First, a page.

Papers of John Adams, volume 5

To James Warren, 11 June 1777 JA Warren, James To James Warren, 11 June 1777 Adams, John Warren, James
To James Warren
My dear Sir Philadelphia June 11. 1777

The honourable Samuel1 Hewes Esqr, a Delegate in Congress from North Carolina from 1774 to 1777, being bound on a Journey, to Boston for the Recovery of his Health, I do myself the Honour to introduce him to you.

He has a large share in the Conduct of our naval and commercial Affairs, having been a member of the naval and marine Committees, and of the Secret Committee2 from the first.

I wish you would be kind enough to introduce him to some of our best Company, and give him a Line to Dr. Winthrop, that he 221may have an opportunity of seeing, the Curiosities of Harvard Colledge. I have not Time to write the Dr.

What Mr. Howes present Plan is, no Conjurer can discover. He is moving and maneuvring, with his Fleet and Army, as if he had some Design, or other, but what it may be no Astrologer can divine.

It is disputed among the Writers, upon military Science, whether a Faculty of penetrating the Intentions of an Enemy, or that of acquiring the Love of his soldiers is the first Quality of a General—but whether, this Penetration holds the first or second Place, it cannot discover Designs that are not, and schemes that were never laid. Howes Behaviour Strongly indicates a Want of system.

Some conjecture, he is bound to the West Indies, others to Europe one Party to Hallifax, another to Rhode Island. This set sends him up the North River, that down the East River and the other up the Delaware. I am weary of Conjectures—Time will solve them.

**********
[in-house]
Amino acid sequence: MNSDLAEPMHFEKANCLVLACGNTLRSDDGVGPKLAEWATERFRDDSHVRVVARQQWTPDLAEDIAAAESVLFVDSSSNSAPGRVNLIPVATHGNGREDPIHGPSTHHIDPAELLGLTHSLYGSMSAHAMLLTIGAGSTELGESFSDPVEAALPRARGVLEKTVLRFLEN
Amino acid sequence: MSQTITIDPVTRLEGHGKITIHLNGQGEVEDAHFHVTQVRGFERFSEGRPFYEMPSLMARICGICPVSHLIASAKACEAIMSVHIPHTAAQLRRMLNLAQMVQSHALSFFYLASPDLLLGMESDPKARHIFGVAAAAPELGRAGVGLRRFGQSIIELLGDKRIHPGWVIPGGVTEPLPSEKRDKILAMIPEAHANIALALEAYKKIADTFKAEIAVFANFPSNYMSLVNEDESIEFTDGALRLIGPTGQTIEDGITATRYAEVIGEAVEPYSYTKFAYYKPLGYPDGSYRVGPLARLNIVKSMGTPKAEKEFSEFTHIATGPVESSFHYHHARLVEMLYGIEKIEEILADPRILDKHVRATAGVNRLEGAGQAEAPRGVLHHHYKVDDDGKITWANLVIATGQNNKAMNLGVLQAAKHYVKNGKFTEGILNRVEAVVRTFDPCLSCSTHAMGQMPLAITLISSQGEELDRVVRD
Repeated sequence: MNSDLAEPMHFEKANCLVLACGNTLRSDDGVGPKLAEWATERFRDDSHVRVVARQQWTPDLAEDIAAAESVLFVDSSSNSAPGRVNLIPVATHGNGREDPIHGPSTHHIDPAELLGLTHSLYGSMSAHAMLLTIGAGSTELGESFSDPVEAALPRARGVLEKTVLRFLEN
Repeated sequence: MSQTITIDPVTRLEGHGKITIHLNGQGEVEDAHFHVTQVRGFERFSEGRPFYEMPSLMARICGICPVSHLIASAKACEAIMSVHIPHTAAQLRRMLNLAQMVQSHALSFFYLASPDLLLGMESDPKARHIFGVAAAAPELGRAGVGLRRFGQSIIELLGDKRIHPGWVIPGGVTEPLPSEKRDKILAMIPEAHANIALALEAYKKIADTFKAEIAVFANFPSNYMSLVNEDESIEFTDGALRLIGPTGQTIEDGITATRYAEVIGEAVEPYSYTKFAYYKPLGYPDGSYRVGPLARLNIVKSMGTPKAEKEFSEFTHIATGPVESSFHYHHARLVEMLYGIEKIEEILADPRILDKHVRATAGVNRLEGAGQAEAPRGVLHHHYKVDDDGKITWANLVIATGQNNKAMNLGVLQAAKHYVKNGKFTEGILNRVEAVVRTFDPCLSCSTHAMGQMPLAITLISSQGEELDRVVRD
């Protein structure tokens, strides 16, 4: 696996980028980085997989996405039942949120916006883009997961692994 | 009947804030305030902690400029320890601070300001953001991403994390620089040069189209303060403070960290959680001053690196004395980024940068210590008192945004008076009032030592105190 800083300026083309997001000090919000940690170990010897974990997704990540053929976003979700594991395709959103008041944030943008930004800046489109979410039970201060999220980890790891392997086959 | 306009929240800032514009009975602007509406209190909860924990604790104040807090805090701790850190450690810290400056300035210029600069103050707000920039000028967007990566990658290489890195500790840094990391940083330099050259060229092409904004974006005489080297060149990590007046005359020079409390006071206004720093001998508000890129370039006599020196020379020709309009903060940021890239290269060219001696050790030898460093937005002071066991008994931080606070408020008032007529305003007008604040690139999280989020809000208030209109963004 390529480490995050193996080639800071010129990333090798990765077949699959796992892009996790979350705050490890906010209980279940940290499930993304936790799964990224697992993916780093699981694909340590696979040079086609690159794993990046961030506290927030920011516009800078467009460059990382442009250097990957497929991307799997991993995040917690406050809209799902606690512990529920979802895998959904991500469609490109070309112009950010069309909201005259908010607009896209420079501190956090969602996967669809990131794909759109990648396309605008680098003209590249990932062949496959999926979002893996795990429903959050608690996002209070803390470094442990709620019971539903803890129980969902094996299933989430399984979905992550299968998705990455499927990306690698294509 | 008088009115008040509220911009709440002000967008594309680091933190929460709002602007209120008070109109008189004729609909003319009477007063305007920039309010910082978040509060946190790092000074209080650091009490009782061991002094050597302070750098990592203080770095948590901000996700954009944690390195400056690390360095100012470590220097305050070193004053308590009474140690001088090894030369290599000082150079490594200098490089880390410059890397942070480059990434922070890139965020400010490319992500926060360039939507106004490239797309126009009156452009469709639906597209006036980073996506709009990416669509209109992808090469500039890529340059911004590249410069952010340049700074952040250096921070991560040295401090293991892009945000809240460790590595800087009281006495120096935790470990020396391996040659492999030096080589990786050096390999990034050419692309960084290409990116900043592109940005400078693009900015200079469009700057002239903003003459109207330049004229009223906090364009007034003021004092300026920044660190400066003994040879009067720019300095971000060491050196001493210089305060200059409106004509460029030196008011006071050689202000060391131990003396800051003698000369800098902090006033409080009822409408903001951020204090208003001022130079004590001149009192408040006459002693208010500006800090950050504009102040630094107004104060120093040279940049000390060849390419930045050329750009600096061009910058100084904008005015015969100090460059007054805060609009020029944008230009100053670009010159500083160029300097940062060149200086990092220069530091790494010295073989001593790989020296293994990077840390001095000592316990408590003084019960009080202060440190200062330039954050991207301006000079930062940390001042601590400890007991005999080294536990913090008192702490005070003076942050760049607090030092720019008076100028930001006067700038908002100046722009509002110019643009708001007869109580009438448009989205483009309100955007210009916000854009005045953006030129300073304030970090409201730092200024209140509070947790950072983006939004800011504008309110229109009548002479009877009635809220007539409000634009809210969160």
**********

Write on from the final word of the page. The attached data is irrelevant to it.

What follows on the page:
One Thing is certain, that in the Jersies his whole Army was seized with Terror and Amazement. The Jersey Militia, have done themselves, the highest Honour, by turning out in such great Numbers, and with such Determined Resolution.3 This was altogether unexpected to the British and Hessian Gentry. They were perswaded that the People, would be on their side, or at least unactive but when they found Hundreds, who had taken their Protections and their Oaths of Allegiance, in Arms against them, and with terrible Imprecations, vowing Vengeance, their Hearts sunk within them and they Sneaked away in a Panic. The Militia, was dismissed too soon, and they took Advantage of it, to come out, again with their whole Army upon a predatory Expedition, but soon returned, and evacuated New Jersy altogether.